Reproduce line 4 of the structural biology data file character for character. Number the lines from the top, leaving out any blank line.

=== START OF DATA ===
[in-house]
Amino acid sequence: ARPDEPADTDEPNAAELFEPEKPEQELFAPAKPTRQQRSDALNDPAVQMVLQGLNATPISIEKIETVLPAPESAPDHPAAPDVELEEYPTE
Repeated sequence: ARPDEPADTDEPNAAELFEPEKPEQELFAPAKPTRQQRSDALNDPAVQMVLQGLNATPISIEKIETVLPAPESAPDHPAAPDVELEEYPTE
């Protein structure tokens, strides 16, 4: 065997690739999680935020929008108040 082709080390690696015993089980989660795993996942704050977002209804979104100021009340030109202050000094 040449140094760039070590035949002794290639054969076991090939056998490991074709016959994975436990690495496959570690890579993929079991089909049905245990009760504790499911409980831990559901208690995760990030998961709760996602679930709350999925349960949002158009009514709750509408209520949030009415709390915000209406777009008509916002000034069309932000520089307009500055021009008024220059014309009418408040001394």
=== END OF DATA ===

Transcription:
């Protein structure tokens, strides 16, 4: 065997690739999680935020929008108040 082709080390690696015993089980989660795993996942704050977002209804979104100021009340030109202050000094 040449140094760039070590035949002794290639054969076991090939056998490991074709016959994975436990690495496959570690890579993929079991089909049905245990009760504790499911409980831990559901208690995760990030998961709760996602679930709350999925349960949002158009009514709750509408209520949030009415709390915000209406777009008509916002000034069309932000520089307009500055021009008024220059014309009418408040001394």